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Stewart Macdonald Tenor Ukulele Kit part 5

I finally finished up gluing the soundboard to the sides. I took so long mainly due to lack of equipment and supplies. My chisels were a bit dull and needed sharpening. I like to use the The D&S Scary Sharp(TM) System of sharpening but this time I was out of sandpaper. Took awhile before I found time to get the sandpaper I needed. After sharpening my chisel super sharp, shaping the braces were a breeze. The chisel cut through the braces like butter. I did not cut the braces to length at this time.


Following the directions, I used a turnbuckle to clamp the side to the jig. I found that the back portion of the side did not sit flush to the jig. The cause was that the dowels holding in the waist line were not perfectly perpendicular to the jig base. I thought I could remedy this by wedging in card stock so that the ukulele side would sit perpendicular to the base. This turned out to be a problem later on (but could have been avoided). To sand the top flat, I used a sheet of sandpaper glued to granite plate used for sharpening.


With the top of the side sanded flat, I could test fit the soundboard and mark the braces for the correct width. I centered and clamped the soundboard and carefully marked on the brace and the side where the two crossed. This way I can get the exact thickness of the side and lining to trim away from the brace.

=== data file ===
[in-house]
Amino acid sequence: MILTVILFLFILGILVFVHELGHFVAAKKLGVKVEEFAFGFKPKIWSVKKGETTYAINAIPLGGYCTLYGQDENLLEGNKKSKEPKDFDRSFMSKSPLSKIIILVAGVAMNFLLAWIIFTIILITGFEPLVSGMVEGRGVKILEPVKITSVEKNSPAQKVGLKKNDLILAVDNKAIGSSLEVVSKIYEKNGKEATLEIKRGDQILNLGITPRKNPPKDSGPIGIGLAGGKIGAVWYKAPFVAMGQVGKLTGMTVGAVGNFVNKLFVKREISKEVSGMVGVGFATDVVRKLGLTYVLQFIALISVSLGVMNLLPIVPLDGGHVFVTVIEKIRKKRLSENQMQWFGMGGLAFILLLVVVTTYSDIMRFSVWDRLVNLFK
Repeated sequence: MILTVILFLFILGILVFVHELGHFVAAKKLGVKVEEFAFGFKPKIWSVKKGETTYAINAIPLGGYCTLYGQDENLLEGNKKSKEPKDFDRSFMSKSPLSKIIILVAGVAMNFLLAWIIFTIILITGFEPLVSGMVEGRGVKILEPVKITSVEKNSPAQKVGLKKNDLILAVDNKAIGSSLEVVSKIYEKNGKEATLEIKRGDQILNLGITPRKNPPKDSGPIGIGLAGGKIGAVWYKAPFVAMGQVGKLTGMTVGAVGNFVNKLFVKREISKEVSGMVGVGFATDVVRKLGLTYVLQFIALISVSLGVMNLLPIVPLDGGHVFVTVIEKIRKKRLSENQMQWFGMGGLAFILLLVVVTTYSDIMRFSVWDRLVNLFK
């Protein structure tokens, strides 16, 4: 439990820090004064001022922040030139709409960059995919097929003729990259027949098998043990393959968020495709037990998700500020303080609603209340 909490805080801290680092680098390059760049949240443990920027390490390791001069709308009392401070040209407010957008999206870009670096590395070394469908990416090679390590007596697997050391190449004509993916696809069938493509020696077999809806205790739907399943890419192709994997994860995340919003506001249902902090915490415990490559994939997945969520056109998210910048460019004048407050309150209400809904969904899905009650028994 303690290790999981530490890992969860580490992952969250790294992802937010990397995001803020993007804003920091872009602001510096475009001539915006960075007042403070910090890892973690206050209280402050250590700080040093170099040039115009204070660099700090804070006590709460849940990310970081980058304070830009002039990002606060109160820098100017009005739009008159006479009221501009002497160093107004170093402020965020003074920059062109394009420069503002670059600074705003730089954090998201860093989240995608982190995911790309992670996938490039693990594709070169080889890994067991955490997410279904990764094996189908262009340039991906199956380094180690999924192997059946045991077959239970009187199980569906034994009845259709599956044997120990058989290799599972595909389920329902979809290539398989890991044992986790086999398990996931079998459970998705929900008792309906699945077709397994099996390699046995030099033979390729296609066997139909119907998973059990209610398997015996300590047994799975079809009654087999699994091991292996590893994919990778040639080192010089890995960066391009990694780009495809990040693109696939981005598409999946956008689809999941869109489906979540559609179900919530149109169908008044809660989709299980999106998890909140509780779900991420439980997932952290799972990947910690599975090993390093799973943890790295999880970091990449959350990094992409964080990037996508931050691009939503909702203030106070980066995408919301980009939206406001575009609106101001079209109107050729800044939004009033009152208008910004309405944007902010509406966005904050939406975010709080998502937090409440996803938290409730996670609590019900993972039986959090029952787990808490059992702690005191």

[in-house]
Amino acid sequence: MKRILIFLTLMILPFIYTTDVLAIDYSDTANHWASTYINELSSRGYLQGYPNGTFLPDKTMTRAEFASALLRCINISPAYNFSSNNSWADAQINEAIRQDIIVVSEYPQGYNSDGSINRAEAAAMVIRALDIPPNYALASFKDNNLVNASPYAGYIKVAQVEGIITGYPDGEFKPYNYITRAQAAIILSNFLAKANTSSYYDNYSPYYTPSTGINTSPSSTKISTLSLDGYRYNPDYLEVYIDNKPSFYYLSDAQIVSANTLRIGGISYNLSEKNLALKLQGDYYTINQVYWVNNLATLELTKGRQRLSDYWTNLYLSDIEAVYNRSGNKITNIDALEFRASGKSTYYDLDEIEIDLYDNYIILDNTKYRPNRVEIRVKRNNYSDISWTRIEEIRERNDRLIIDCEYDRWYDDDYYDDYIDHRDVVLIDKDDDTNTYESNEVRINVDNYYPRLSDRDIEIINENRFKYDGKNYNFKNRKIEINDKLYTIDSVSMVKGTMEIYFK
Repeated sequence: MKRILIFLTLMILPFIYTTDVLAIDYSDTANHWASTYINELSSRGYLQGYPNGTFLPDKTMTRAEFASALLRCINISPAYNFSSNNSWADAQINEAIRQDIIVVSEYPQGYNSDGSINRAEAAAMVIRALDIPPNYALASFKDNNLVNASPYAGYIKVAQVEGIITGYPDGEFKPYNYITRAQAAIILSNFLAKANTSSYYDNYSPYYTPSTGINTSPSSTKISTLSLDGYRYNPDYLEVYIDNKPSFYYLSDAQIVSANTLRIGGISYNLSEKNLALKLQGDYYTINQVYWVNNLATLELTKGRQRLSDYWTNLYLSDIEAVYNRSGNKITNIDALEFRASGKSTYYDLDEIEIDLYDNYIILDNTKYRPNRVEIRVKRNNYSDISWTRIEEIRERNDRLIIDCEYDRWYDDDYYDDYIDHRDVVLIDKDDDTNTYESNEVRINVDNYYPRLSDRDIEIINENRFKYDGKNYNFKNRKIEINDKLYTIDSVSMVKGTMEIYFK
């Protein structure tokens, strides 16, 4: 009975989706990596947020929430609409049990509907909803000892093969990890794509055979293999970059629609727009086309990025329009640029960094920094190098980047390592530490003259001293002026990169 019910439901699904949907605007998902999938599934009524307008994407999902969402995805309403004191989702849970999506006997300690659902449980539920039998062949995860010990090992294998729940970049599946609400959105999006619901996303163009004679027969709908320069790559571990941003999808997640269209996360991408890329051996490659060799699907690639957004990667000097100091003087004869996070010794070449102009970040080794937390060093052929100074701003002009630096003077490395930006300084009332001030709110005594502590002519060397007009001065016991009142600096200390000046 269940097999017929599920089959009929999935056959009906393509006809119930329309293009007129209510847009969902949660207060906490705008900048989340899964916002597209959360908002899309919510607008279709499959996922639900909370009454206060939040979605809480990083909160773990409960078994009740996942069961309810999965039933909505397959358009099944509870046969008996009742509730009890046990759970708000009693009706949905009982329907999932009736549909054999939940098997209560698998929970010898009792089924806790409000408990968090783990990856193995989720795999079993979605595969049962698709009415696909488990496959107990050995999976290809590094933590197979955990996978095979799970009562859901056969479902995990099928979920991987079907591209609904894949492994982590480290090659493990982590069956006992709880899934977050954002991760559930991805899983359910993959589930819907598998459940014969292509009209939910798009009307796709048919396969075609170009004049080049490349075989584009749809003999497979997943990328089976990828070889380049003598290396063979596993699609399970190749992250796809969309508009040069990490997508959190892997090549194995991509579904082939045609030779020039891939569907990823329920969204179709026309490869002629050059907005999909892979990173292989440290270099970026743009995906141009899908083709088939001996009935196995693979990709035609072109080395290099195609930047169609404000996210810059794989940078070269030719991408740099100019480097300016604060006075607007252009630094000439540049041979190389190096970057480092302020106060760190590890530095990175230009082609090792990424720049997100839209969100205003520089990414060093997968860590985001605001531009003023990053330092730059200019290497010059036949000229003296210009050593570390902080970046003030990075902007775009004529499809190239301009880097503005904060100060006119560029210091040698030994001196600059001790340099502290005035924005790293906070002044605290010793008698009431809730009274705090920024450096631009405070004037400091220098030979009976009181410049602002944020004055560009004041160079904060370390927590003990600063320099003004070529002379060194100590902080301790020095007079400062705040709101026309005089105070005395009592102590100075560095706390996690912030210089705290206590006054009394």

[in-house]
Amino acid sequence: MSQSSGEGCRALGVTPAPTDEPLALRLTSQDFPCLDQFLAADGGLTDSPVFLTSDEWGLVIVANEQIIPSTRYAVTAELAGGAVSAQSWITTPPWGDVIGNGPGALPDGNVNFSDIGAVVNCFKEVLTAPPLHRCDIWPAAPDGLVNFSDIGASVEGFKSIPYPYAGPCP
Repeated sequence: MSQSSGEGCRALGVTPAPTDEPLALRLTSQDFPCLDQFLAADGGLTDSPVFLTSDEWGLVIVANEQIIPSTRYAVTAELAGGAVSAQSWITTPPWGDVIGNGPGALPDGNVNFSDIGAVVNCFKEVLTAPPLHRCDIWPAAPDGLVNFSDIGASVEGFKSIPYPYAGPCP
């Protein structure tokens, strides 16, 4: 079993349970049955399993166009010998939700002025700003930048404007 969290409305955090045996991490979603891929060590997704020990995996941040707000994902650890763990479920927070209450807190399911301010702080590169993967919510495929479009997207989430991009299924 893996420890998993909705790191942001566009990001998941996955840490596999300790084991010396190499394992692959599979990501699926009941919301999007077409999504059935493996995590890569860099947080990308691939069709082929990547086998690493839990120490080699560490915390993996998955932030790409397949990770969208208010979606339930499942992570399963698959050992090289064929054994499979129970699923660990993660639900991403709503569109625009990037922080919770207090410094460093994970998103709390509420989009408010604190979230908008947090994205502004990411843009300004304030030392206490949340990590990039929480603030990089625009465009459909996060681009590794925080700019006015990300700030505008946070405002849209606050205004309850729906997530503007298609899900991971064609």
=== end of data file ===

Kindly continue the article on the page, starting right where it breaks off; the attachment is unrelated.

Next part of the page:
During the soundboard test fit, I found that the scrap wood protecting the tail block from the turnbuckle was a bit too high and bumped the vertical braces. Somewhere down the line of fitting a different scrap piece, the card stock holding the sides perpendicular shifted. That led to the problem I mentioned before.


I tried using the rubber bands during the dry clamp test. I didn't like how the top would flex and arch. I placed a 1x3 across the top to keep the top from arching. This only kept the center flat and the area outside would still flex. The overhang of the top stick out so much that not much pressure is need to flex the top. I ended up using a combination of the rubber bands and clamps. The clamps helped in keeping the top from flexing.


Okay, so for the problem that I mentioned earlier. When the card stock holding the waistline shifted, the side did not sit perpendicular to the jig. On the right waistline the top was pushed in a bit too much. This caused the top to dip just a slight bit and formed a gap. I found it by shining a light on the seam to make sure that I glued the soundboard to the side flush. Here is a picture of the gap with light shining through.This could have been avoided if I had rechecked the sides ensuring that it sat perpendicular with the jig. Luckily for me, this was easy to fix. Just needed to glue shavings into the gap.


Before the top was flush trimmed, I used a Dremel with a sanding drum to sand the overhang to about 1/8" of the side. I then used a trim router to trim the top.



Up next will be trimming the back portion of the side and the back braces and installing the back.

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